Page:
In a previous post, I described why EMC IT is migrating applications from one of our main Massachusetts data centers to a new facility in North Carolina as part of our company’s journey to building our own Private Cloud. Simply put, we need more distance to protect critical business systems from really big, region-wide disasters. But doing so also adds complexity and cost. More important, it forces us at EMC to sort out which of the applications we run are truly mission-critical. In other words, which must survive a disaster with every last transaction intact? Which can afford to lose a few minutes, hours, or even a day’s worth of data?Why hasn’t this come up before? Actually, it did. But the decision was a lot simpler when our data centers were both in the “Metro-West” area outside of Boston. Applications were either disaster-recovery (DR) protected across multiple sites, or they weren’t. If they were, it was to the last transaction.
Now we’re spreading our data centers much farther apart. In order to capture data changes up to the last possible instant, we need to add a “bunker site” within 200 kilometers of each main site. (See this solution guide for a detailed technical explanation and example for Oracle.)
But not every application needs last-possible-instant protection. Sorting out which ones truly do, and which truly don’t, will make a huge difference in EMC IT equipment costs and operational expense. Sounds pretty straightforward, right? Each application we designate as not needing maximum protection costs less to operate, so conversations with their “owners” — groups within EMC’s businesses that use them — should be equally simple.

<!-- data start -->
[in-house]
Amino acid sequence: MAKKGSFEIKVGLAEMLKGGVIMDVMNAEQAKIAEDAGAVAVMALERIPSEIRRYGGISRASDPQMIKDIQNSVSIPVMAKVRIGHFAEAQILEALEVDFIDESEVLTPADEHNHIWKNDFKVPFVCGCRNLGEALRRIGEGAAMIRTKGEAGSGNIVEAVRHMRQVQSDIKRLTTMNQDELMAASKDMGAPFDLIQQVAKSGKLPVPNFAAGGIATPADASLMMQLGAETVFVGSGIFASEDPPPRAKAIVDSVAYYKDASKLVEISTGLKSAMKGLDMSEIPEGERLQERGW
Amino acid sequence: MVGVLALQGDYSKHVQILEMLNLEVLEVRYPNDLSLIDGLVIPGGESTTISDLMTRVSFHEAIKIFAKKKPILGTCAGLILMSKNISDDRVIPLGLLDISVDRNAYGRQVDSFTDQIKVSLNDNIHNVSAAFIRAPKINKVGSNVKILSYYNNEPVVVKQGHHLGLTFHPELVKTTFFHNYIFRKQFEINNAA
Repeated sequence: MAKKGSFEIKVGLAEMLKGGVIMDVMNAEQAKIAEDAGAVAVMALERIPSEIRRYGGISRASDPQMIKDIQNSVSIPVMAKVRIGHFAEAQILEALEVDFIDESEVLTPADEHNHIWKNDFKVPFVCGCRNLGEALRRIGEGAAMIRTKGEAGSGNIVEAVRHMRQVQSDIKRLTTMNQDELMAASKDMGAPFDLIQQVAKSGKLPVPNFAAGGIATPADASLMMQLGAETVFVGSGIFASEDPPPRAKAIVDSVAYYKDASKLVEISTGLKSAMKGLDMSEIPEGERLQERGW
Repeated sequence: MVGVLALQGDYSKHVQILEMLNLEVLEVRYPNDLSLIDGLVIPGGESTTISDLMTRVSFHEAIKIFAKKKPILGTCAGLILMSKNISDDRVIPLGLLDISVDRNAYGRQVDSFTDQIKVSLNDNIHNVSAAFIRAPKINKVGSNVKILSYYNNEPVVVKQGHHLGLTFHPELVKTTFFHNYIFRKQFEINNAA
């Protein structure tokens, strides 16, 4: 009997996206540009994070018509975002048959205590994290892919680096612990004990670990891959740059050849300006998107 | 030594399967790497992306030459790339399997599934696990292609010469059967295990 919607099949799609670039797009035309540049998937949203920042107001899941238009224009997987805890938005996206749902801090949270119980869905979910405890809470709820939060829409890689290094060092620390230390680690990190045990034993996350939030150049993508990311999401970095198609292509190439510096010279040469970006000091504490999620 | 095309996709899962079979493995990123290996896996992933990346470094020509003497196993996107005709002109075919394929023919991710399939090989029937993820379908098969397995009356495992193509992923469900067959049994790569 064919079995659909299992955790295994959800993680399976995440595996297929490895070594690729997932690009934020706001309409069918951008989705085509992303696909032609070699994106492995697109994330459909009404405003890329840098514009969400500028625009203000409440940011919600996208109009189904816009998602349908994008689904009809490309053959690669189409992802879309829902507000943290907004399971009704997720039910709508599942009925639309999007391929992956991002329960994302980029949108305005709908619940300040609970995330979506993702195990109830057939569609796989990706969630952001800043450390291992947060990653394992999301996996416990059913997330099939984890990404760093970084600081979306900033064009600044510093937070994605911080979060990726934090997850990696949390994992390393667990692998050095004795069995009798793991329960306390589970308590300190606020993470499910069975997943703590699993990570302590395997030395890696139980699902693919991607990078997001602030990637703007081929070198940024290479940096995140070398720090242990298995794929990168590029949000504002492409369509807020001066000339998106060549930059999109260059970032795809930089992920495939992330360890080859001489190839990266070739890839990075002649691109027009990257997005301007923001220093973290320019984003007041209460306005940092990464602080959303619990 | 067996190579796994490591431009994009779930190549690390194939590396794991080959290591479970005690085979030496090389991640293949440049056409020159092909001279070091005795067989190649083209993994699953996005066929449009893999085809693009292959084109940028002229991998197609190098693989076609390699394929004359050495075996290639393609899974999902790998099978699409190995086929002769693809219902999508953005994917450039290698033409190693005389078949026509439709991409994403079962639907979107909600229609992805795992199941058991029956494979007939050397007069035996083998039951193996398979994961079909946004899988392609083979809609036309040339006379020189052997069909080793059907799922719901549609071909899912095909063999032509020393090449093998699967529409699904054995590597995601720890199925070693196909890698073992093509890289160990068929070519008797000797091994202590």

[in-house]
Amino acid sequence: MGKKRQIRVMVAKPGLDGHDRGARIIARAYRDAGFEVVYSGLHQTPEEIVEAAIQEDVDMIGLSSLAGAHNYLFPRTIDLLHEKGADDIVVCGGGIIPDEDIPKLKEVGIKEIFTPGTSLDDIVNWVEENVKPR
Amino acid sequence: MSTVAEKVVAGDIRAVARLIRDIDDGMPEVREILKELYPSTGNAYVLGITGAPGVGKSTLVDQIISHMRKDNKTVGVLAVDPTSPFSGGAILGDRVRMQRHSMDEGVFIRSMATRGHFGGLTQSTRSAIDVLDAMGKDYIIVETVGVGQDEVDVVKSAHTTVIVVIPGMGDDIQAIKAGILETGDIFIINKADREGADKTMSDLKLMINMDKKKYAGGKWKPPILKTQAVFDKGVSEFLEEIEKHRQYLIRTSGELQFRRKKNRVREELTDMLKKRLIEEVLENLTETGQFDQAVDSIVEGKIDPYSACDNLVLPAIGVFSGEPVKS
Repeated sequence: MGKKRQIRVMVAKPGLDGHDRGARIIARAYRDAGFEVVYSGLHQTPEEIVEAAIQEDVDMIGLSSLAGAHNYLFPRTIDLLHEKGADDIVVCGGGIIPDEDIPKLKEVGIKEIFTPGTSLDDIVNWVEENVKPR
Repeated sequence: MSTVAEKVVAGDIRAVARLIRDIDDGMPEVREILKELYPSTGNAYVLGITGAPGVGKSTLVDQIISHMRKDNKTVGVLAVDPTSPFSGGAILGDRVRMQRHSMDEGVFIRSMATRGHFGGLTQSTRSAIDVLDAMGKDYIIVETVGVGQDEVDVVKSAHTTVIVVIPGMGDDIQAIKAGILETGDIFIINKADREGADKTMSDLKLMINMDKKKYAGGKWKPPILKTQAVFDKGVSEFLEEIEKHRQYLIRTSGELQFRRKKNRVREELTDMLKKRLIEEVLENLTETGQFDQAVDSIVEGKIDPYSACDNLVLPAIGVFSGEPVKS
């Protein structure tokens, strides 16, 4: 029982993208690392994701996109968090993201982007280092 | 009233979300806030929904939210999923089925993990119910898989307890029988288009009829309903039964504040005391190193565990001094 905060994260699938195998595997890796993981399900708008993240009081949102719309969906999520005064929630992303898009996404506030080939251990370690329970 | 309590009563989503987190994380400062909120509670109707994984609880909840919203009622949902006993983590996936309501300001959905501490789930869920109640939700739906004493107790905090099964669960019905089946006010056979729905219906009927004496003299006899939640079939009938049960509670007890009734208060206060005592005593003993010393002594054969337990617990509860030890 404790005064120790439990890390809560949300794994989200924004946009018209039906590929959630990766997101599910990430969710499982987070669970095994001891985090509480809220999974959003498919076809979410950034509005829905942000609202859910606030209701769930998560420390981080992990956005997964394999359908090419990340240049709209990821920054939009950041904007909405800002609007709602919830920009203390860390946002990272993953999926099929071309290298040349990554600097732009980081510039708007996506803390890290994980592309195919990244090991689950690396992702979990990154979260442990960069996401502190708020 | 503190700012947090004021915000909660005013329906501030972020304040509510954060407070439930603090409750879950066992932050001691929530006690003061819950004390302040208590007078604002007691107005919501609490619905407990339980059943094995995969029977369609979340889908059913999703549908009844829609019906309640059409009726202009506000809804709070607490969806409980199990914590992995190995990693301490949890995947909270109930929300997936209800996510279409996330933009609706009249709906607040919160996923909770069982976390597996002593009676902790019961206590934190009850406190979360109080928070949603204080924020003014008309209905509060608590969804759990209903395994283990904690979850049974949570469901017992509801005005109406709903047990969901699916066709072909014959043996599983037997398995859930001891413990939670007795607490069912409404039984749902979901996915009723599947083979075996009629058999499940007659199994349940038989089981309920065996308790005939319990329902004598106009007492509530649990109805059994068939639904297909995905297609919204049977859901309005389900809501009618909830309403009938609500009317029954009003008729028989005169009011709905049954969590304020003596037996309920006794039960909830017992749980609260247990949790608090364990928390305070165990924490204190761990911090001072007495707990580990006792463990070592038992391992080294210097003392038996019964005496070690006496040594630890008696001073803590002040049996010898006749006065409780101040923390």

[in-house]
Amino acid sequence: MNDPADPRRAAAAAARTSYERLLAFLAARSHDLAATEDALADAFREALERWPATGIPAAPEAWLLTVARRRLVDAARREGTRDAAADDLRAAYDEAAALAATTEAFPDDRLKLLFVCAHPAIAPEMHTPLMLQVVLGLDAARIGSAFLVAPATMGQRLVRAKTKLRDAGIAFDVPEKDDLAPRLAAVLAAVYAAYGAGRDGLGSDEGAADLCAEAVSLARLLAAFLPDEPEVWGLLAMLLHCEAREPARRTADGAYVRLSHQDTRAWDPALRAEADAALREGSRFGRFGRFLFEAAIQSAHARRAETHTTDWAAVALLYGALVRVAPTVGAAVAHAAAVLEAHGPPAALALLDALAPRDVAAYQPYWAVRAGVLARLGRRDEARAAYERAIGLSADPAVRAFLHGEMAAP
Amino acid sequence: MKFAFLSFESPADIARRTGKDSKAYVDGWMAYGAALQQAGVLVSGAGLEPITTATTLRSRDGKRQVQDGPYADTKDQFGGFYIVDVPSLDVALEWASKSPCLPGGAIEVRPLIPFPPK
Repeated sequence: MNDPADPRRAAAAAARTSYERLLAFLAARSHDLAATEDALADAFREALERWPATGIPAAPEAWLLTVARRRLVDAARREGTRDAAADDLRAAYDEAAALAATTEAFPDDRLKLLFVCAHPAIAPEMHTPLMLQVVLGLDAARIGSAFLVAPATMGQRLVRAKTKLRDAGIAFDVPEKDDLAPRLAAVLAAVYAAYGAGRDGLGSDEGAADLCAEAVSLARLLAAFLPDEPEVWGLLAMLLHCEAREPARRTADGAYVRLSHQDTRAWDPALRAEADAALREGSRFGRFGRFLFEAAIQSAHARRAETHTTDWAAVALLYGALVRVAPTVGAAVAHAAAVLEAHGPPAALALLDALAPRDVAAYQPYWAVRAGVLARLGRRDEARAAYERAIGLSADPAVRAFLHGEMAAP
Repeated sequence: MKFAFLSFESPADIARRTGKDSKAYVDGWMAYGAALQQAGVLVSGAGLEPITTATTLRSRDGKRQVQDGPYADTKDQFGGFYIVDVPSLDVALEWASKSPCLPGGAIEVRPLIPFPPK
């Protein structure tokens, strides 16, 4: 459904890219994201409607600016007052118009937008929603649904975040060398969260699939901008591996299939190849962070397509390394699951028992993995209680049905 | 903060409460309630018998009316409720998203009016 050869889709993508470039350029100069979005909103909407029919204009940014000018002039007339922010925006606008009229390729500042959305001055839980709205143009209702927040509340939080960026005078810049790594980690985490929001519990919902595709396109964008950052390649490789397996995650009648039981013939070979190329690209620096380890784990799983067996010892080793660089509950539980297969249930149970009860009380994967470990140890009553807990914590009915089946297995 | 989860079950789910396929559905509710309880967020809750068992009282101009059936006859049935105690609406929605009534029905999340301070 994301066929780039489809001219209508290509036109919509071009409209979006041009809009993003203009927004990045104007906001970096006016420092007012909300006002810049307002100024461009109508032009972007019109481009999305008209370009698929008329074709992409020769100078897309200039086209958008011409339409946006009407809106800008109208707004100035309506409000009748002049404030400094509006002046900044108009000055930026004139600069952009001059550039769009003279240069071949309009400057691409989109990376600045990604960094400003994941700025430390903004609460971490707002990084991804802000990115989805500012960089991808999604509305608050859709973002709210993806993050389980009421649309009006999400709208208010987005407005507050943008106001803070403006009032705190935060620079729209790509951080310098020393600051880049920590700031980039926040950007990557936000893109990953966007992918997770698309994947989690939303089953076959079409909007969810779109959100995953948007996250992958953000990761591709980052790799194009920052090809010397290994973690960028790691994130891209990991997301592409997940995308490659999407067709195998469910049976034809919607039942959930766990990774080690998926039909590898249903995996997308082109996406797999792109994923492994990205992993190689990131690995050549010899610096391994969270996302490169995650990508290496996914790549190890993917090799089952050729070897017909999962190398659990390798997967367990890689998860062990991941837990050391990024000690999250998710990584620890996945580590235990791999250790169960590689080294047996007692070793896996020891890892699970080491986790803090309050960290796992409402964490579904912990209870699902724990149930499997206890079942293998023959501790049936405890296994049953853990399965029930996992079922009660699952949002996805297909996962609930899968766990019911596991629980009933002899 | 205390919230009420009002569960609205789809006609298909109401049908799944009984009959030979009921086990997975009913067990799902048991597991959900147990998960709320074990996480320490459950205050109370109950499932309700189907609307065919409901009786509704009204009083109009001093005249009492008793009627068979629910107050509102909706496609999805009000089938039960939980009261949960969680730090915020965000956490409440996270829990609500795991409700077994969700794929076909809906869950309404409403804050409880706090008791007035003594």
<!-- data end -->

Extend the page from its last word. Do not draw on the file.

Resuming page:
Unfortunately, that’s where we hit a potentially nasty snag. At EMC, our IT organization does not use charge back accounting for company-wide services like disaster recovery. We’ve saved quite a bit doing things this way. But it also means there’s no incentive for an EMC business unit to examine each application looking for savings.
Imagine you’re one of those business unit “owners.” If an application is DR-protected today, then your business obviously considers it mission-critical, right? Why shouldn’t it get the same protection in the new data center? Calculating various risk scenarios would take a non-trivial amount of effort, and the expense of protecting your app portfolio is dwarfed by the company’s aggregate costs. Why not let the other businesses deal with it? I don’t know about you, but I don’t envy the IT person who has to ask our company’s business unit “owners” to sort out their applications like this.
Last week, I met someone who’d just found out she’d been charged with doing exactly that.
I’ll keep you posted on how things go.
As always, I look forward to your thoughtful comments.Tags: private cloud